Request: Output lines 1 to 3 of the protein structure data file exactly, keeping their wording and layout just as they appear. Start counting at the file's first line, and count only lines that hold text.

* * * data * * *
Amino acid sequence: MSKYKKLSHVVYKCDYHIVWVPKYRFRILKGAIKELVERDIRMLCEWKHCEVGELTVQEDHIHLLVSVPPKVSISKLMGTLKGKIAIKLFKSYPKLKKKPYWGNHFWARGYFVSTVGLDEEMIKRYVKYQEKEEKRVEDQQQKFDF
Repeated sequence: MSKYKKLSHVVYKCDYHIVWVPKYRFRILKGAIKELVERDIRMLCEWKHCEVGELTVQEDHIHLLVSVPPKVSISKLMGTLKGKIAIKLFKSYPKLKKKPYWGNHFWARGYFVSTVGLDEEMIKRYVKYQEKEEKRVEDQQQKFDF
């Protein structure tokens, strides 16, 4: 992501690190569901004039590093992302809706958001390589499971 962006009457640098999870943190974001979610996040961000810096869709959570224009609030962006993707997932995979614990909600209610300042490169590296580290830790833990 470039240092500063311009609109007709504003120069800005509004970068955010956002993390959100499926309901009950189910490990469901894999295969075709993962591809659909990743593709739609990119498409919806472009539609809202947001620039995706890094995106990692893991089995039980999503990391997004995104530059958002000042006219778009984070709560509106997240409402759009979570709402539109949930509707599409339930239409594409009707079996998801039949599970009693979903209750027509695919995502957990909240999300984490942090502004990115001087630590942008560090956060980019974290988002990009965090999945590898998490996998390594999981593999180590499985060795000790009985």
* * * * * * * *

Amino acid sequence: MSKYKKLSHVVYKCDYHIVWVPKYRFRILKGAIKELVERDIRMLCEWKHCEVGELTVQEDHIHLLVSVPPKVSISKLMGTLKGKIAIKLFKSYPKLKKKPYWGNHFWARGYFVSTVGLDEEMIKRYVKYQEKEEKRVEDQQQKFDF
Repeated sequence: MSKYKKLSHVVYKCDYHIVWVPKYRFRILKGAIKELVERDIRMLCEWKHCEVGELTVQEDHIHLLVSVPPKVSISKLMGTLKGKIAIKLFKSYPKLKKKPYWGNHFWARGYFVSTVGLDEEMIKRYVKYQEKEEKRVEDQQQKFDF
């Protein structure tokens, strides 16, 4: 992501690190569901004039590093992302809706958001390589499971 962006009457640098999870943190974001979610996040961000810096869709959570224009609030962006993707997932995979614990909600209610300042490169590296580290830790833990 470039240092500063311009609109007709504003120069800005509004970068955010956002993390959100499926309901009950189910490990469901894999295969075709993962591809659909990743593709739609990119498409919806472009539609809202947001620039995706890094995106990692893991089995039980999503990391997004995104530059958002000042006219778009984070709560509106997240409402759009979570709402539109949930509707599409339930239409594409009707079996998801039949599970009693979903209750027509695919995502957990909240999300984490942090502004990115001087630590942008560090956060980019974290988002990009965090999945590898998490996998390594999981593999180590499985060795000790009985």